Land Locked Blues, another easy-going, simple song starts with just Conor and his guitar again. He sings a verse, going through the chord progression twice. At about 40 seconds, Emmylou Harris joins in to harmonize with him. Emmylou's vocals are excellent, starting at a low alto range, but throughout she reaches a bit higher. While she never stands out above Conor, she makes a welcome addition to Conor's voice. Their rhythms don't always match up, but it's these little things that make the song surprisingly human and heartfelt. The main lyrical theme of the song is "If you walk away, I'll walk away." Conor manages to get in a few political stabs, with lines like "We made love on the living room floor, with the noise in the background from a televised war. And in the deafening pleasure, I thought I heard someone say if we walk away, they'll walk away." After many verses, and just past the 4 minute mark, a trumpet enters playing a variation on Taps. It makes a sly reference to the death of class and society, just the type of thing Conor would be expected to do. The song goes through some more verses and closes out on the root chord.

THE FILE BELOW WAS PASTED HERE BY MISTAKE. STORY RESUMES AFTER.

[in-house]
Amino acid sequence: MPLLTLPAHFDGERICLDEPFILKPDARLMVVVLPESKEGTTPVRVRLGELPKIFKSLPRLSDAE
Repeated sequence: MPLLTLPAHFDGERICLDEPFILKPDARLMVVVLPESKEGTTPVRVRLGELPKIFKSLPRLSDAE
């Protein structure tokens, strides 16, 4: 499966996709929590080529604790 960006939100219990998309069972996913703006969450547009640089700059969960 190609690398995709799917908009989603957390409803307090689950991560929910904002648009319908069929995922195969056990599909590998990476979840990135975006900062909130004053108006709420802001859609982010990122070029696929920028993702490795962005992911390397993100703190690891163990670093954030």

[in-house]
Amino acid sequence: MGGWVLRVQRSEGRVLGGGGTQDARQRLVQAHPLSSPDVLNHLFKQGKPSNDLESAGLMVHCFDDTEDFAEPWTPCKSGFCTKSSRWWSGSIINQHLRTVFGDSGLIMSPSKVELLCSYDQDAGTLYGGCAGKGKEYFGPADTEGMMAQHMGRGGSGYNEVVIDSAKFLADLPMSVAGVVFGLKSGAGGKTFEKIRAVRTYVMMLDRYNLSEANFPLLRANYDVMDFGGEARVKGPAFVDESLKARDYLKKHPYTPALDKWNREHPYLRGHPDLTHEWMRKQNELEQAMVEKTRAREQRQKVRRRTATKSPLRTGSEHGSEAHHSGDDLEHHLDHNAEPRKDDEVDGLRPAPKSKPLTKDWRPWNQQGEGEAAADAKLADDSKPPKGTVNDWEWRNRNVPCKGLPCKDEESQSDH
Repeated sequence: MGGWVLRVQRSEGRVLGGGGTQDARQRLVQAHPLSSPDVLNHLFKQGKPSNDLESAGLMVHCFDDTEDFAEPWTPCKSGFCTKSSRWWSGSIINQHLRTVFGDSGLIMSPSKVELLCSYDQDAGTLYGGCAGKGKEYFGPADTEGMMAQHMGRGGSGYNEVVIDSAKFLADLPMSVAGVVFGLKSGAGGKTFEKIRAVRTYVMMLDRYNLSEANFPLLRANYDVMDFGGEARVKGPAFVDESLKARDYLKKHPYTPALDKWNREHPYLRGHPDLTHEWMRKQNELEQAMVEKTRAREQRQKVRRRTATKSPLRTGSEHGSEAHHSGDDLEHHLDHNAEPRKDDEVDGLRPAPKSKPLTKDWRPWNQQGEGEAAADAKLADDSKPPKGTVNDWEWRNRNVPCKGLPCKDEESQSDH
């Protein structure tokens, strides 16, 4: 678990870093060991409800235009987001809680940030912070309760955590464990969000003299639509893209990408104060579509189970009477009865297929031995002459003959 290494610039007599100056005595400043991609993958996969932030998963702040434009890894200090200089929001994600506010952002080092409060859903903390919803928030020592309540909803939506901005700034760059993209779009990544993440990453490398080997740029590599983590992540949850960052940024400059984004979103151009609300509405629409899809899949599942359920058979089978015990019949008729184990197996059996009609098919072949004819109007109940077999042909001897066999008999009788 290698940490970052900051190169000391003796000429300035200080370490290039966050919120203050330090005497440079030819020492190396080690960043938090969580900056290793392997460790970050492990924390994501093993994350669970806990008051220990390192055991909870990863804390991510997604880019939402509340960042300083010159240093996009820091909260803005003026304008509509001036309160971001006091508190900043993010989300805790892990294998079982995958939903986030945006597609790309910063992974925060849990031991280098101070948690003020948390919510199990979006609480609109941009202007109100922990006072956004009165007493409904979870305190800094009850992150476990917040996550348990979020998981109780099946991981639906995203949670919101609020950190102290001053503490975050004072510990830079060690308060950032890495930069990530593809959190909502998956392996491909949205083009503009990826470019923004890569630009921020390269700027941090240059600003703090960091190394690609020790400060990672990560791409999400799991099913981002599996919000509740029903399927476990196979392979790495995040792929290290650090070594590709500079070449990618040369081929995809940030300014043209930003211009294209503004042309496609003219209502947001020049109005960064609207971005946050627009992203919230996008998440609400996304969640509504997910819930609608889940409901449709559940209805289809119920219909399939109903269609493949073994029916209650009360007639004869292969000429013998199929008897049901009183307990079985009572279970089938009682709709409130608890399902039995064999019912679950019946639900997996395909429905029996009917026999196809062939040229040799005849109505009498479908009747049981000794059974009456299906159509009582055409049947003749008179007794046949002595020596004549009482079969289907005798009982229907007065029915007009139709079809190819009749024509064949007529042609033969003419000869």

Just as strongly as the album opened, it closes with the same greatness. Road to Joy starts with a two note guitar riff, which then expands into the theme from Beethoven's Ode to Joy. Many instruments are featured here, including a full drum set, multiple guitars, and an organ. The verse is entirely based on the Beethoven theme. The chorus brings the drums to play a military style beat. This type of music may have been what Commander Venus, Conor's band before Bright Eyes, became. The song goes through another verse and chorus, showcasing great lyrics as always. Once again, Conor makes some political inferences, the most noticeable being "So when you're asked to fight a war that’s over nothing, it's best to join the side that's gonna win. And no one is sure how all of this got started, but we're gonna make 'em goddamn certain how it's gonna end. Oh yeah we will! Oh yeah! We will!"After the chorus, the song leaves the guitar and bass dropped out while organ and bass drum stay and Conor sings the verse by himself, before surprisingly saying "Let's f*ck it up boys, make some noise!" At this point, all chaos breaks loose. The drums become very heavy, a trumpet appears and plays a distant solo. Distorted guitar can be heard, and then the whole band joins to play the Ode to Joy theme, and letting one last chaotic 20 seconds finish off the album.
I'm Wide Awake, I's Morning is one of Conor's landmark achievements, getting him to work with Jenny Watson and many other country artists, most noticeably on Bob Dylan covers. Comparisons continue to be made between the two, most noticeably in the lyrics and sly references and criticisms to society.
At The Bottom of Everything
First Day of My Life
Land Locked Blues
Road to Joy